Please note: This information was current at the time of publication but now may be out of date. This handout provides a general overview and may not apply to everyone. 

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What is the anterior cruciate ligament?

The anterior cruciate ligament (ACL; an-TE-re-or KROO-she-ate LIG-ah-ment) is a band of tissue that keeps the knee joint in place (see picture). It connects the femur (thigh bone) with the tibia (the main bone in your lower leg).

What causes ACL tears?

Your ACL can tear during a contact or noncontact injury. A contact injury can happen when your leg is firmly planted on the ground and something hits it from either side. Noncontact injuries happen when your knee is extended too far or when it twists too far. Activities with these types of movements include skiing, volleyball, basketball, soccer, football, and tennis.

How do I know if my ACL is torn?

If you hear a popping sound, followed by knee pain and swelling, you may have an ACL tear. You might also feel your knee giving out when you try to put weight on that leg. Your doctor will examine your knee to see if the ACL is torn. You may also need an x-ray or other scans.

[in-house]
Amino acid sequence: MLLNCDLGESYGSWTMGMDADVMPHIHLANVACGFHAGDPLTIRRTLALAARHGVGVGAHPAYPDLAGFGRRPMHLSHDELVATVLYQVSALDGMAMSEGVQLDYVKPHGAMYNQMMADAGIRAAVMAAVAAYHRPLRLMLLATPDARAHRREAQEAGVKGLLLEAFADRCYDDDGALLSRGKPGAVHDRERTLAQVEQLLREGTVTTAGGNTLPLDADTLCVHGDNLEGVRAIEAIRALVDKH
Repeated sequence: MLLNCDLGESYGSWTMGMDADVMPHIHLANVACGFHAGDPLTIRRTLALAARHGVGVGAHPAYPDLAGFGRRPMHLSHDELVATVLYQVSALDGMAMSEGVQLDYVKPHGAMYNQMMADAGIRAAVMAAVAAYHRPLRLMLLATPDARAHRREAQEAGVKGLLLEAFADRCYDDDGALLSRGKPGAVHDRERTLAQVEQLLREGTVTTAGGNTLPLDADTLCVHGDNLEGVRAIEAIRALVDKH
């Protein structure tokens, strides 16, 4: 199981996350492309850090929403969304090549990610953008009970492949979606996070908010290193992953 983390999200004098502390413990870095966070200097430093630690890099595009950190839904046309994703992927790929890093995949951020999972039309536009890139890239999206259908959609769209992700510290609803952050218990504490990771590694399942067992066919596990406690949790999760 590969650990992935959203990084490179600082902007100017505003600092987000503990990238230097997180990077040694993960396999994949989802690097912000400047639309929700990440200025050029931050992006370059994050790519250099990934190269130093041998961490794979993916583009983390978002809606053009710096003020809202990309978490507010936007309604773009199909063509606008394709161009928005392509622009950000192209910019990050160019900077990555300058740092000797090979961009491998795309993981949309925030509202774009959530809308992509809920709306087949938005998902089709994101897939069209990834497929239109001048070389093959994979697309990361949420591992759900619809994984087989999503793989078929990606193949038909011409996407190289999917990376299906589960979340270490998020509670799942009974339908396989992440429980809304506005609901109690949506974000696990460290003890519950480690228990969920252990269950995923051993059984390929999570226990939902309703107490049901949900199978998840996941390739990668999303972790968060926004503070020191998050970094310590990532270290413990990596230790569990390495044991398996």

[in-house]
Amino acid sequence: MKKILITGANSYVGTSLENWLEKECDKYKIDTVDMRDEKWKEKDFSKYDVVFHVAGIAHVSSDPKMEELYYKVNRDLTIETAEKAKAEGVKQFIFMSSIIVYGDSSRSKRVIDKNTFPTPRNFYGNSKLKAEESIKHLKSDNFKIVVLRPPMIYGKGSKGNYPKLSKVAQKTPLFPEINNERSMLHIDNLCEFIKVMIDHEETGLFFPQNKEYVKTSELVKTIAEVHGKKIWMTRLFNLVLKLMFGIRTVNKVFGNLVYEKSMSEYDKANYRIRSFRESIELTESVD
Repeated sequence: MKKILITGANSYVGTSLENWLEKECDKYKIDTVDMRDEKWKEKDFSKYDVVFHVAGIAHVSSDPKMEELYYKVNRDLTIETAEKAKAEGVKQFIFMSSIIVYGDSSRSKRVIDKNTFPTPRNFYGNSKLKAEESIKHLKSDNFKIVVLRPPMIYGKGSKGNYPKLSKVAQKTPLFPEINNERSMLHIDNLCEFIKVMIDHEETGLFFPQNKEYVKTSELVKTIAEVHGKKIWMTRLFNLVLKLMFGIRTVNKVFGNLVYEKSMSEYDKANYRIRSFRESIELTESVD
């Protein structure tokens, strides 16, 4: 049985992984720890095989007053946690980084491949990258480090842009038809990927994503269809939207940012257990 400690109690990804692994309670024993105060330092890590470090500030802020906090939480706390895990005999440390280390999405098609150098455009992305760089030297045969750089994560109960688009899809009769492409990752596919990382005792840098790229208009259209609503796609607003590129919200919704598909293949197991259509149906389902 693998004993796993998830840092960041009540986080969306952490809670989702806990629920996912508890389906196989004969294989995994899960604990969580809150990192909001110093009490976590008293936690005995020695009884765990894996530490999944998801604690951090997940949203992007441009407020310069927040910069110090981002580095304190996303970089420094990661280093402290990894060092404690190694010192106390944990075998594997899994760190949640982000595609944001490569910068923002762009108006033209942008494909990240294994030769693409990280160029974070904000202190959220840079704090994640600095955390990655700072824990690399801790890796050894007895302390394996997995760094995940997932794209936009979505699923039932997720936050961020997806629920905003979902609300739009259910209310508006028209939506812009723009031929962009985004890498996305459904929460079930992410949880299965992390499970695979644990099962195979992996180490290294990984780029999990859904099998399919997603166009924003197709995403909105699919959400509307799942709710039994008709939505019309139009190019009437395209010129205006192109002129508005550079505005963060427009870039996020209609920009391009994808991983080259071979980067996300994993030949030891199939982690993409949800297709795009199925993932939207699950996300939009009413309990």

How is it treated?

You should rest and put ice on your knee for 20 minutes every four hours for up to two days. Keep your knee raised when possible, and use anti-inflammatory medicine, such as ibuprofen (one brand: Motrin), for the pain and swelling. You can also wrap an elastic bandage around your knee to stop some of the swelling. It is important to do range-of-motion and strengthening exercises after the swelling starts to go down. Your doctor or a physical therapist can tell you what type of exercises to do.

You may need surgery to repair an ACL tear. During surgery, doctors take tissue from another part of your body to replace the torn ACL.

What can I expect after surgery?

You will need physical therapy to improve movement and strength in your knee joint. The recovery time is different for everyone.

How can I prevent an ACL tear?

There are exercise programs you can do. One is called “Prevent Injury, Enhance Performance.” It involves stretches and exercises of the muscles around the knee joint.

Where can I get more information?

Your doctor

AAFP's Patient Education Resource

American Academy of Orthopaedic Surgeons

Santa Monica Orthopaedic and Sports Medicine Group (Prevent Injury, Enhance Performance program)

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